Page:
New Delhi: Germany today agreed with India's position that the funds in the Green Climate Fund (GCF) should be equally utilized for both mitigation and adaptation, a view which it were "opposed" to earlier.
Barbara Hendricks, German Minister for Environment, Nature Conservation, Building and Nuclear Safety who held a bilateral meeting with her counterpart Prakash Javadekar, said that it is useful for India to use 50 per cent of the money for adaptation and the other 50 per cent for mitigation.
"Around 10 billion dollars have been paid into the GCF. It's in the use of India to use 50 per cent of that money for adaptation and the other 50 per cent for mitigation.
"First we were opposed to that idea but then we have been convinced because we realize that adaptation is an important issue as well and we agree with Indian position. Different countries have different needs and different circumstances," she said.
Hendricks told reporters after the meeting that the per-capita emissions in India "are very low. It is difficult to impose mitigation obligation in such circumstances."
The Green Climate Fund (GCF) was established last year and 10 billion dollars were pledged by developed countries in order to assist developing countries with climate-related projects.
Hailing the agreement, Environment Minister Prakash Javadekar said that it was "goodwill" from Germany's side and both the nations will work together.
"Earlier, they (Germany) had a opinion that it has to be all mitigation-centric. But once they were convinced and the world decided that adaptation and all other elements also will be the part, now they have decided that 50:50 funds will be for mitigation centric activities and adaption. It is a goodwill from Germany side. We will work together," he said.
The German minister said that there should be an opportunity to adapt as well which includes expanding renewables and enhancing energy efficiency.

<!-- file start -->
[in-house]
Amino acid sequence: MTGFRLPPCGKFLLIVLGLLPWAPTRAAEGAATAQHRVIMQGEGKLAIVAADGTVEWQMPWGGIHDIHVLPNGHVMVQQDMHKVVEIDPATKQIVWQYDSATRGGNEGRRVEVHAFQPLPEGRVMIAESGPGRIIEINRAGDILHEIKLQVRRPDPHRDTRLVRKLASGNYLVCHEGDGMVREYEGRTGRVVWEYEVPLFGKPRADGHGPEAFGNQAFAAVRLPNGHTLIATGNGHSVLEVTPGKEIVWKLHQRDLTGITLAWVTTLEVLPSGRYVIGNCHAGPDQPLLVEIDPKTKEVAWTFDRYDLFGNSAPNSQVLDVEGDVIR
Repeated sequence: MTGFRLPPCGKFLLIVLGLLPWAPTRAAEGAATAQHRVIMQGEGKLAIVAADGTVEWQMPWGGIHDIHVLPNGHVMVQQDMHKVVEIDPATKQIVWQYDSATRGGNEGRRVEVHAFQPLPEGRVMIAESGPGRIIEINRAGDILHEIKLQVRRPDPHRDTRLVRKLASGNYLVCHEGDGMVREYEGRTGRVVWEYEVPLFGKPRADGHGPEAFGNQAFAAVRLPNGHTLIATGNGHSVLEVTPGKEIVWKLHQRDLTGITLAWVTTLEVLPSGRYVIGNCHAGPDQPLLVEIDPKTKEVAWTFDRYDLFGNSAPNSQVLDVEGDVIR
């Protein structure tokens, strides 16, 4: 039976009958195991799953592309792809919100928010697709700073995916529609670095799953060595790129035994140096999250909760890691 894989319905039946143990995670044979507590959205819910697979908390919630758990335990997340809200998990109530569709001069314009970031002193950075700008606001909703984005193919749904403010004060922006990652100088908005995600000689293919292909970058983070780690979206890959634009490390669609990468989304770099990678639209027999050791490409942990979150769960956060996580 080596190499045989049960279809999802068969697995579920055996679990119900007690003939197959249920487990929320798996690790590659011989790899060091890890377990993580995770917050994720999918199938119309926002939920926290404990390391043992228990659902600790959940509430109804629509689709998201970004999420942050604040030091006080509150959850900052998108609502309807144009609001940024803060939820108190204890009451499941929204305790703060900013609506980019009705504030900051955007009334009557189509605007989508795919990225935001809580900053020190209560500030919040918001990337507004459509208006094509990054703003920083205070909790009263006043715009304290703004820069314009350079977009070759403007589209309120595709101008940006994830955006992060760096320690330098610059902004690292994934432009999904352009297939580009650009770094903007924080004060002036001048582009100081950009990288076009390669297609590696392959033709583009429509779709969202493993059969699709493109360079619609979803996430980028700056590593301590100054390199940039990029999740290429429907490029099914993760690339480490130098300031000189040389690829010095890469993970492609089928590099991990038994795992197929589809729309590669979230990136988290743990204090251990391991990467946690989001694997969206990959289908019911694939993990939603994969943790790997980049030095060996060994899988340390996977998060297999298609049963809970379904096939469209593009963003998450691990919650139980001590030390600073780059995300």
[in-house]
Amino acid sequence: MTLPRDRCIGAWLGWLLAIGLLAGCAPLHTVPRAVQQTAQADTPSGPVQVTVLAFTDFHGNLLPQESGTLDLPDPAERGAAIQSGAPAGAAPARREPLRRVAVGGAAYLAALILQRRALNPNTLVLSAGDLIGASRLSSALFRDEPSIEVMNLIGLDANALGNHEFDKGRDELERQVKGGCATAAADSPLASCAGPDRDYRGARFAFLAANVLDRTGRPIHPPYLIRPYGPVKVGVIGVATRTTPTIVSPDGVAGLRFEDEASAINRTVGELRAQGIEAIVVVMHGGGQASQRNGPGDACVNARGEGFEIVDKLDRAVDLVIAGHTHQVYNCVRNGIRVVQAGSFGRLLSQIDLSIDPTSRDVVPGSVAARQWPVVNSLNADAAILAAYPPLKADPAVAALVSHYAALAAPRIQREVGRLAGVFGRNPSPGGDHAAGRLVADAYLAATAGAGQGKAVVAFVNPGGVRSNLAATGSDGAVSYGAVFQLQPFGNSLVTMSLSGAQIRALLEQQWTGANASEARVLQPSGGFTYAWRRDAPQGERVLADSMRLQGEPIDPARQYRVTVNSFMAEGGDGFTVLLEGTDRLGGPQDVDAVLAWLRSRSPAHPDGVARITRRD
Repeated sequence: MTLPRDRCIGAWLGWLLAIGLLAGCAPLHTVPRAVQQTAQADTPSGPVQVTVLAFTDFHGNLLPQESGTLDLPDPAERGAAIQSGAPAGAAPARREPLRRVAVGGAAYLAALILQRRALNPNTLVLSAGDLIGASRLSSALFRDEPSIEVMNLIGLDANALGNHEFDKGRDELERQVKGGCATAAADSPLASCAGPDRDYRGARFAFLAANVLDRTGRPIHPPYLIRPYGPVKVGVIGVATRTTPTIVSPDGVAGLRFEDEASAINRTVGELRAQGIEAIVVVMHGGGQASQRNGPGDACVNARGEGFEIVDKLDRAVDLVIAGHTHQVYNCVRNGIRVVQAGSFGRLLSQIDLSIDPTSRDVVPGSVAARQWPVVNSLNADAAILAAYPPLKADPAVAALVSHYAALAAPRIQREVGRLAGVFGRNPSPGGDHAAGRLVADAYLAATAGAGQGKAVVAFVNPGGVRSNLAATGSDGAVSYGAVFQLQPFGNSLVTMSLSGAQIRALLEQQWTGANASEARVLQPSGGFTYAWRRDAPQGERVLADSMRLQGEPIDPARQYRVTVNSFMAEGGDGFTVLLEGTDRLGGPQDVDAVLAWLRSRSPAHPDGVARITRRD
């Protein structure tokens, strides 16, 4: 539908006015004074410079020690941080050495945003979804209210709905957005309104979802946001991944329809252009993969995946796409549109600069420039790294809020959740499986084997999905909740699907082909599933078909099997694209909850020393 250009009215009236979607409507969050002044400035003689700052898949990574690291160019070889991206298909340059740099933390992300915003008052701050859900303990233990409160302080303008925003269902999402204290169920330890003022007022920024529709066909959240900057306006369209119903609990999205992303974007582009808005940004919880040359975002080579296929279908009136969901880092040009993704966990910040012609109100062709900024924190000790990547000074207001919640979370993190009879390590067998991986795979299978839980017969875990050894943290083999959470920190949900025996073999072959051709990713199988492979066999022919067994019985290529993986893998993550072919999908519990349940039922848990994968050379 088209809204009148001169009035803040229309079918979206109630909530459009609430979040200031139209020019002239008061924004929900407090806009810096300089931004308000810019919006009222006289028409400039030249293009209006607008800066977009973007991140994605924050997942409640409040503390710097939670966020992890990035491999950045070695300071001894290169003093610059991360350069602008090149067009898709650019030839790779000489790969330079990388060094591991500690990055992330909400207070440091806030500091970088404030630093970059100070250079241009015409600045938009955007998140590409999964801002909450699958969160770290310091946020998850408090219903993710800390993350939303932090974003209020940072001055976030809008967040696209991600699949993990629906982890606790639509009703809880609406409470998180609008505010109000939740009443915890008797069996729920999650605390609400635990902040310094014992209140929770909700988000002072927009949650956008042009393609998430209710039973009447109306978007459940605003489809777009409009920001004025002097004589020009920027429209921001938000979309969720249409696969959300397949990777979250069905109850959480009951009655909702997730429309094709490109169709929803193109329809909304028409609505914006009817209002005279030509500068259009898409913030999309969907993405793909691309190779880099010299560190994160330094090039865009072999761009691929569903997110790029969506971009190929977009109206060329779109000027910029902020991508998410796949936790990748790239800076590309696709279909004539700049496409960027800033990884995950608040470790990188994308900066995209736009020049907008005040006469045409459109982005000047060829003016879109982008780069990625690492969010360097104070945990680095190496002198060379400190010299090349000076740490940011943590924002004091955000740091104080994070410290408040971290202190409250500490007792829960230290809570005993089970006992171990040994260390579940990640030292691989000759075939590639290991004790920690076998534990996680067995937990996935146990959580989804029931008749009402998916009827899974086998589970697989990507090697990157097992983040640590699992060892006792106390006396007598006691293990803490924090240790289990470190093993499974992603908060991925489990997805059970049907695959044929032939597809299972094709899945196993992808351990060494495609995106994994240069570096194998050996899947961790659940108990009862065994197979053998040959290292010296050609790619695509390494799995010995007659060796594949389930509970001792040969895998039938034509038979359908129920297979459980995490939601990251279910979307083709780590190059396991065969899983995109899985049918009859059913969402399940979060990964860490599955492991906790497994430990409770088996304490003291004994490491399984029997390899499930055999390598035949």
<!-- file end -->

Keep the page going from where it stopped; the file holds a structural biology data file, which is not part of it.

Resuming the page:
"How exactly will the funds from the green climate fund be used, that's too early to say and that's upto the board to decide. India and Germany are both members of the board and we both agree that we will cooperate closely on the board," the Minister said.
Javadekar meanwhile said that Prime Minister Narendra Modi will visit Germany in April and there are many other events throughout the year which were lined up.
"We will actively cooperate. We want that the Paris arrangment is a successful outcome of 2015 so that world goes and achieves the targets it wants for the future generation," he said.
Asked whether India should also contribute to GCF, the German minister said the old differentiation between industrialised countries and emerging economies does not work any longer and each country should contribute as per its capacity.
"Things have to move on. We have to continue. That's not applicable to just India but other countries as well. The old division and differentiation between industrialised countries, emerging economies, developing countries no longer works.
The German minister said that her country was not concerned with India's increased use of coal for generating energy, and said India needs to base it energy supply on as many pillars as possible.
"For growth, you will need energy production from coal. But I would like to point out in that context that scientists of IPCC have said that it's useful to combine coal use with Carbon Capture and Storage (CCS). That might be a good option for India as well because if you use coal in that way, it's not that climate damaging," she said.
She said that Germany is already supporting India in a big way and there are a number of projects which are funded under the international climate initiatives.
"Germany is one of the largest donors in India and I think I can say that even after US President Barack Obama's visit to your country," she said.
To a question, she said that nuclear energy is the more expensive form of energy than other forms because there is the issue of nuclear waste management, an issue which no country has solved so far.